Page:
Design of digitizer

To create a digitizer, we first assembled a drug-inducible recombinase module. Site-specific recombinases offer the advantage of inherent memory by cleaving and recombining specific segments of DNA, leading to a near-permanent change in DNA state18. The Tet-ON system, using the doxycycline (dox) inducible rtTA-Advanced transcription factor and target TRE-tight promoter (pTRE), has proven to exhibit tight control of gene expression and has been previously used for inducible Cre recombination12,19. As a proof of concept for our digitizers, we placed a codon optimized flippase (Flp) tyrosine recombinase under the control of the pTRE (Fig. 1B). In the presence of dox, rtTA-Advanced should bind to the pTRE and induce analog expression of Flp. Recombinase activity is reported through the excision of a transcription termination sequence flanked by Flp recognition target (frt) sites placed between a CAG promoter and a GFP coding sequence (frt-STOP-frt-GFP, FSF-GFP), acting as the digital ON or OFF signal.

We generated a dox dose response curve for this digitizer module to determine the GFP output fluorescent protein (OFP) response to several levels of dox input at a fixed time scale (Supplementary Fig. S1). We also determined the level of leaky expression from the pTRE promoter and how this affects system performance over a period of 4 days (time series, Supplementary Fig. S2). For the dose-response experiments, HEK293FT cells were transfected with the digitizer and immediately induced by titration of a dox stock solution to the media (see Methods). Flow cytometry data was collected 48 h post induction and a titration curve was generated based on the geometric mean of the top 30% of single cells expressing a constitutive fluorescent protein (CFP) in each population. We find that other binned transfection groups maintain the same qualitative trends (Supplementary Fig. S3), and choose to focus on the top 30% of CFP expressing cells to standardize the cell populations we compare. Using this design, OFP activity reaches saturation at a dox concentration of 14 nM and displays an eightfold higher output expression when induced compared with basal uninduced levels. However, we note that there is a significant population of cells generating an OFP signal in the uninduced OFF-state, indicated by a large shoulder in the OFP distributions (Supplementary Fig. S1). This leaky behavior is thought to be due to basal Flp expression from the pTRE. Time series characterization over four days post transfection/induction of the digitizer supports this hypothesis, showing a gradual increase in aberrant recombination over time as a steadily growing OFP+ shoulder population of uninduced cells (Supplementary Fig. S2A). This caused the device’s fold change to peak at 48 h post induction followed by a decrease in performance (Supplementary Fig. S2B) that undermines the device’s capacity for both digital responses and memory of an input signal, necessitating greater control over Flp expression.

Previous work5 has shown that incorporating an shRNA element controlled by a coherent feedforward loop is effective in stifling leaky recombinase expression. To control leaky Flp expression in our circuit’s OFF-state, we present two additional designs incorporating constant- (Fig. 1C) and tet-repressible coherent feedforward-shRNA (Fig. 1D). Each shRNA element was added to the circuit as a separate plasmid, and Flp was tagged with three shRNA-FF411 target sites on its 3ʹ UTR to promote efficient repression. For the constant-shRNA topology, shRNA is produced at a steady level establishing a transcriptional threshold that the pTRE must overcome to yield Flp protein. The feedforward-shRNA topology includes a TET operator site between the hU6 promoter and shRNA transcript; using this binding site, shRNA transcription is stifled by the addition of dox and binding of rtTA to the operator site while simultaneously promoting Flp transcription from the pTRE. By testing both constant- and feedforward-shRNA elements, we considered the differences in the regulatory capabilities of each circuit. In addition, we chose to incorporate each transcriptional unit as a separate plasmid to allow for tuning of each circuit element in response to variable levels of basal Flp expression. Dose-response characterization of these new constant and feedforward shRNA circuit designs at a Flp:shRNA plasmid ratio of 1:10 revealed a dramatic (fourfold) decrease in basal OFP expression at 48 h post induction (Fig. 1E, Supplementary Fig. S2). While the maximum level of induction (OFP signal) was reduced in both circuits incorporating shRNA, the fold change in OFP increased for the feedforward circuit (15-fold) as compared to the no-shRNA design (8.5-fold) at 48 h when induced with 225 nM dox. While the fold change of the constant shRNA circuit is very low (4.5-fold), this can be attributed to the low level of activation caused by over-repression of Flp transcripts. Many cells fail to turn ON even at the highest dox level, with the ON-state visible as a small shoulder instead of a robust population-level response (Supplementary Fig. S2A). However, both the constant and feedforward shRNA circuits are able to control leaky expression more effectively than the original design. Time series characterization of all three circuit topologies confirms a dramatic decrease in leaky OFF state Flp expression for both shRNA systems at all time points (Supplementary Fig. S2B).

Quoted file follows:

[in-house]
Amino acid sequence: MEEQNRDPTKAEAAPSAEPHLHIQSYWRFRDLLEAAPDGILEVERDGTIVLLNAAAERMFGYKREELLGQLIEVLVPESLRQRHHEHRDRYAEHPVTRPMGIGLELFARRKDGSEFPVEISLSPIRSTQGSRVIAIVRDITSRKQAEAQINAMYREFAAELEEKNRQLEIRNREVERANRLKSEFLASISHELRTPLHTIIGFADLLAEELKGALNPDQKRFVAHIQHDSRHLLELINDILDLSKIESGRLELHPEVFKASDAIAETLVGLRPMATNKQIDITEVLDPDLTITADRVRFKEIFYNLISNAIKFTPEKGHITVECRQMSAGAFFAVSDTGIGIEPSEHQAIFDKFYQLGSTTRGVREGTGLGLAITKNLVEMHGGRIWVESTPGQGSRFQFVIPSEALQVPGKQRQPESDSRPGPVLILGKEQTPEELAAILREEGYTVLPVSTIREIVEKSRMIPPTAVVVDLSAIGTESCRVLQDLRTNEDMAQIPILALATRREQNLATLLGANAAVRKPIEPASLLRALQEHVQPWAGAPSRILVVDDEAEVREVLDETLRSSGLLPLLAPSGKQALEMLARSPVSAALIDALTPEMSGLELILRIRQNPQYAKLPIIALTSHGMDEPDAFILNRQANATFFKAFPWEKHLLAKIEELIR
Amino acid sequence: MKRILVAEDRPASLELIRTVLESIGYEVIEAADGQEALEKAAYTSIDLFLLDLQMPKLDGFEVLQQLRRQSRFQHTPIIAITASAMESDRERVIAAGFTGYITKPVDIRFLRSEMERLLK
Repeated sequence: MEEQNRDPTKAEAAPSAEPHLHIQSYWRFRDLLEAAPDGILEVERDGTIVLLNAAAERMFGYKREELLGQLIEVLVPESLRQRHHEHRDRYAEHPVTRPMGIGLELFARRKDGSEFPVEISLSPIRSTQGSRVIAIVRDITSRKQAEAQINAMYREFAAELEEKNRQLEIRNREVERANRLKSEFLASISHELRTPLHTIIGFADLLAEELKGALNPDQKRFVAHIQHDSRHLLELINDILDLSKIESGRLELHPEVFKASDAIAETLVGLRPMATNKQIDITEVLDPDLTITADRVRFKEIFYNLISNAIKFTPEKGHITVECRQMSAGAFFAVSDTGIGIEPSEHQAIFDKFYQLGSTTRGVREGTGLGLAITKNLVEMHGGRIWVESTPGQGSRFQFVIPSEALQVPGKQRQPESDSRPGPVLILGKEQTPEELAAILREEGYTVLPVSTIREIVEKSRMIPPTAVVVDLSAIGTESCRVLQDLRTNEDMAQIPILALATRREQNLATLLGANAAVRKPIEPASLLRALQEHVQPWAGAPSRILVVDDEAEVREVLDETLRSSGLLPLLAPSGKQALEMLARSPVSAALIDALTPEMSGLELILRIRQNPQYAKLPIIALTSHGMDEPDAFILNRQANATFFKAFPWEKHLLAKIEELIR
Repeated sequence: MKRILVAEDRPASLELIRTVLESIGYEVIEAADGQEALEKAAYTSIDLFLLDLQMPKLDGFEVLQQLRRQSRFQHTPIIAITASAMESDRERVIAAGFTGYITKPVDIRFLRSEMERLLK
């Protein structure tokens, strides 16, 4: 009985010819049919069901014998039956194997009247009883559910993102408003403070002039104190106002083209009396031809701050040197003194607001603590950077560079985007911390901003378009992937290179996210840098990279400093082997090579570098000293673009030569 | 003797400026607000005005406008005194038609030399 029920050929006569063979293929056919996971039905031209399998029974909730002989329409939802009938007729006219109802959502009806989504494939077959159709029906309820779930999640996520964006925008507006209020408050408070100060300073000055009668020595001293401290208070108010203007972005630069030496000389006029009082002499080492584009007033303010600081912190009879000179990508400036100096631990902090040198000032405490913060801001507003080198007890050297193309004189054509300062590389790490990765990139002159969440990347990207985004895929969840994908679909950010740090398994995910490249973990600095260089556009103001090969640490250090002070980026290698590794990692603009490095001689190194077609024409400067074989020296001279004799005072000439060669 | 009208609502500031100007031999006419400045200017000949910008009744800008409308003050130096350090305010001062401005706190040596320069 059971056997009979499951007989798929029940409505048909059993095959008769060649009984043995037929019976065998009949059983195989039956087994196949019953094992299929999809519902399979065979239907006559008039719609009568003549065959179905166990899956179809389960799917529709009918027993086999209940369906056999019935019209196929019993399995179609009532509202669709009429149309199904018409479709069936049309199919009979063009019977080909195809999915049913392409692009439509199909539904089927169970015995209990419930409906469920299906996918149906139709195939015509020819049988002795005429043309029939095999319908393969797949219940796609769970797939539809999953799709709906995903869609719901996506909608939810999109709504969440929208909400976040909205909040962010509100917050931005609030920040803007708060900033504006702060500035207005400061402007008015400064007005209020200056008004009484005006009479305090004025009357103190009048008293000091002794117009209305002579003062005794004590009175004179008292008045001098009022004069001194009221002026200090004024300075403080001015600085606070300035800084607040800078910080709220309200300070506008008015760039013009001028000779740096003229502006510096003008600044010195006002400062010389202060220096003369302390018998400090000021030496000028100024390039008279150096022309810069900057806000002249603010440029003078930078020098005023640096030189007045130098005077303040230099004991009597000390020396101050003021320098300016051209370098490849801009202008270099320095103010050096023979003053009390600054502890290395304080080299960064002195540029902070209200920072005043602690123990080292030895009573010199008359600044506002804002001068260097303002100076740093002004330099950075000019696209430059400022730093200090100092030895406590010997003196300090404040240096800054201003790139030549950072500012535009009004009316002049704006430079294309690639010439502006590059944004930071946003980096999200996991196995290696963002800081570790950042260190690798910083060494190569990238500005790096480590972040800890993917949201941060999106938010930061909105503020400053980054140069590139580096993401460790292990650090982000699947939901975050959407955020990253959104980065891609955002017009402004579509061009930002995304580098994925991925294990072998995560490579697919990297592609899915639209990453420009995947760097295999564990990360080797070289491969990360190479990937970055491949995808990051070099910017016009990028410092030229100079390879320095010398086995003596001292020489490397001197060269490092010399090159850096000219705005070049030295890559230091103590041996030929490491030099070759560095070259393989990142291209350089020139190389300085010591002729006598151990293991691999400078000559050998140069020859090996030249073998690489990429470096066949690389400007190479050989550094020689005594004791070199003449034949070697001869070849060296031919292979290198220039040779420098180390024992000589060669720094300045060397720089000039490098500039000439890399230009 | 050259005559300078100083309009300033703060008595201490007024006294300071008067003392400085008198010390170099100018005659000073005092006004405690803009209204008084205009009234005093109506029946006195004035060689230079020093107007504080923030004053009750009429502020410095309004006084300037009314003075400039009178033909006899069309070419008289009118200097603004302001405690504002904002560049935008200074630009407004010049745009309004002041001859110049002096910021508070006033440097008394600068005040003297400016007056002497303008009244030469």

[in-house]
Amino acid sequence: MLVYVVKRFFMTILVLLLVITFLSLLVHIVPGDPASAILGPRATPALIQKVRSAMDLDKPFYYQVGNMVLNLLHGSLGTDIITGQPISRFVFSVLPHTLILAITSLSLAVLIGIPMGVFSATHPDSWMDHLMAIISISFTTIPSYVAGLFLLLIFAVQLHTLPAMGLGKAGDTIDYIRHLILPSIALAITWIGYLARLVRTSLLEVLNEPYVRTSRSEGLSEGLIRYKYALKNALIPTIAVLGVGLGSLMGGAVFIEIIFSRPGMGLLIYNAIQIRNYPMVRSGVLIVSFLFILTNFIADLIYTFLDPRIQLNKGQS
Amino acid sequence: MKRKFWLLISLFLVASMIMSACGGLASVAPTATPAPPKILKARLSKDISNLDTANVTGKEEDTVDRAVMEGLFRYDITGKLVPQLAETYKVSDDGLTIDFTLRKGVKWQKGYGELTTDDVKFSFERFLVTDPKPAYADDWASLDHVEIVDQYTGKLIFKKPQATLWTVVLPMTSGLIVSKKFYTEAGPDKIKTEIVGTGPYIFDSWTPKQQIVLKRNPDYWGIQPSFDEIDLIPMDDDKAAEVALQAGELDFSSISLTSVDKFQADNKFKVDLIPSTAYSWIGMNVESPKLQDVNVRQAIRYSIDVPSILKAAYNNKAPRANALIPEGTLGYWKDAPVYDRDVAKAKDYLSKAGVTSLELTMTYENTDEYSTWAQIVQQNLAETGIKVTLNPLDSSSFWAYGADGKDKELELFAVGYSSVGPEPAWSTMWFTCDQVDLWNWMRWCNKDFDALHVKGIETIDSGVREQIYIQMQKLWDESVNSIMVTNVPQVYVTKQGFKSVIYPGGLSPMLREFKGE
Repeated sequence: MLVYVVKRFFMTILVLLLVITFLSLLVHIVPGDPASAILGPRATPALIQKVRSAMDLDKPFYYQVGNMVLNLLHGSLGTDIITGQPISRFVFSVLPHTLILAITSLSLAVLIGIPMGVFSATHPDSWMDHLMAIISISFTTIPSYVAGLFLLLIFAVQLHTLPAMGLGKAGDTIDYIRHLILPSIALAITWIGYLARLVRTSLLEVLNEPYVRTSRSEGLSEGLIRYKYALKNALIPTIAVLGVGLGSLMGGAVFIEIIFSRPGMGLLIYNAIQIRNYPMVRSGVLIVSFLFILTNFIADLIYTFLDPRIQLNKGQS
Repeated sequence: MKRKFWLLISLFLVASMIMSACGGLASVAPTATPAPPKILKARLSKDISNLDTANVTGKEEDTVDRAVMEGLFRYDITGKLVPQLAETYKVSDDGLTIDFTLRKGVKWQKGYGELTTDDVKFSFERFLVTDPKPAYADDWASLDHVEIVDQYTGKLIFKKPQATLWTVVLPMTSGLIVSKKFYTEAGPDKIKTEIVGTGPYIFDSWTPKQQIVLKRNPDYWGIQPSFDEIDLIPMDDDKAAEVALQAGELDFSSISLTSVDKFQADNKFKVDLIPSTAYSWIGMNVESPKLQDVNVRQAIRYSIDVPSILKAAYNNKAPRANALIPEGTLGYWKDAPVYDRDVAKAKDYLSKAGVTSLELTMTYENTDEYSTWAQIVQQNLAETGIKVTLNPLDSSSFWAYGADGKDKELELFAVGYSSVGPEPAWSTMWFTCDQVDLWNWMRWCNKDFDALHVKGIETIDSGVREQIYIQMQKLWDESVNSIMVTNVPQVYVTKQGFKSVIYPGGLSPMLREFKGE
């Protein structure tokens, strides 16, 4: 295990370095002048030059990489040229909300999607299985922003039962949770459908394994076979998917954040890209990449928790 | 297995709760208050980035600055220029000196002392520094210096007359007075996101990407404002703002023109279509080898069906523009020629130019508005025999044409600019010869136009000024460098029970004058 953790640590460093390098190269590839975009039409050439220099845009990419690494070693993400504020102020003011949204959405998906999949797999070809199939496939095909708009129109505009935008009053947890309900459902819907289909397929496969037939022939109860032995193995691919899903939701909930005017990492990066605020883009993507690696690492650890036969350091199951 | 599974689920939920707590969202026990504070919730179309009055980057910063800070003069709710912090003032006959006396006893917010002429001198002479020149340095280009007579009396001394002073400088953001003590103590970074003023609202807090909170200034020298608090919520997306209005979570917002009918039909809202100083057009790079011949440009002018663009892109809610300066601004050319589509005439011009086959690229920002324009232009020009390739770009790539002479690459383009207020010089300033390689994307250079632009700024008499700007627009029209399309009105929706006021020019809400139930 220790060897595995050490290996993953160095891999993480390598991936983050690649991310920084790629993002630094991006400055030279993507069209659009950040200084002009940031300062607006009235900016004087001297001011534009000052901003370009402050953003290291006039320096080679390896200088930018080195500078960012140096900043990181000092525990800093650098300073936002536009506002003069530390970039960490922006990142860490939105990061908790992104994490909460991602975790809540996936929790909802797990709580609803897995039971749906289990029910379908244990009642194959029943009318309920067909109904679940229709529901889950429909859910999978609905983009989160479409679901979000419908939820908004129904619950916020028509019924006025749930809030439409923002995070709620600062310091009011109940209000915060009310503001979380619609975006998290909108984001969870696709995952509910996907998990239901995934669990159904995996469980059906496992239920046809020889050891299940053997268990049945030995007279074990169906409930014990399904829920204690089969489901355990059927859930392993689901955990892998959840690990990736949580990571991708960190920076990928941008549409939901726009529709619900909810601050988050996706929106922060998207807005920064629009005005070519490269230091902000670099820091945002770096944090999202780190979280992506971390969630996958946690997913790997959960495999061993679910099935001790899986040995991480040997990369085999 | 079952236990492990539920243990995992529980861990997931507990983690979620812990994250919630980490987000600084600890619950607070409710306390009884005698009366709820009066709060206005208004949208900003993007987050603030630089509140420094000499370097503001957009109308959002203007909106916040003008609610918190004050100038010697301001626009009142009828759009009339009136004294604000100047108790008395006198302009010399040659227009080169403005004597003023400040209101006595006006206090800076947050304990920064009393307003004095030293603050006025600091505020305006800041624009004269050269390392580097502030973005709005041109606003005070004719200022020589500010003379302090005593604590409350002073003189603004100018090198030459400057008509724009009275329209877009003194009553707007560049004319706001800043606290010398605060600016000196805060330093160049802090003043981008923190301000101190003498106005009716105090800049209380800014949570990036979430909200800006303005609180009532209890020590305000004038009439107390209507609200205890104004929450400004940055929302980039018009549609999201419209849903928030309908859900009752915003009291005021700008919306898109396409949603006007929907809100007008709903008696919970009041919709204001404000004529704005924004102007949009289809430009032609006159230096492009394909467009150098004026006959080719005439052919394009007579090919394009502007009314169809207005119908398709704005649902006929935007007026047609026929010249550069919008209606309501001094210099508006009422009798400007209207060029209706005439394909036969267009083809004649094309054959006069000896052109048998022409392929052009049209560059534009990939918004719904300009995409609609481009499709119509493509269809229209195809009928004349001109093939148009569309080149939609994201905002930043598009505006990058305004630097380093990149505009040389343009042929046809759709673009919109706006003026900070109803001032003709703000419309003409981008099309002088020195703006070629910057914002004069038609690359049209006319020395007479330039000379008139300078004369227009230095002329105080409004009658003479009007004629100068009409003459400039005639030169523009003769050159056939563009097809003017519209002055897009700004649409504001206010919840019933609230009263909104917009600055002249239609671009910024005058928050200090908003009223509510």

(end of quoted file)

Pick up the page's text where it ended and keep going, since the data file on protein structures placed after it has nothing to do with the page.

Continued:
Metrics for functional characterization of digitizer modules

There does not currently exists a single, standard set of metrics to describe circuit performance among existing literature. While fold change, the amplitude between mean population expression levels, is one of the most common metrics used to describe the performance of biological circuits and is useful for describing signal amplification, it is not sufficient for describing distinguishability of population states or tolerance to leaky component expression when no input is provided. We therefore choose to apply additional metrics to provide a more complete basis for circuit characterization.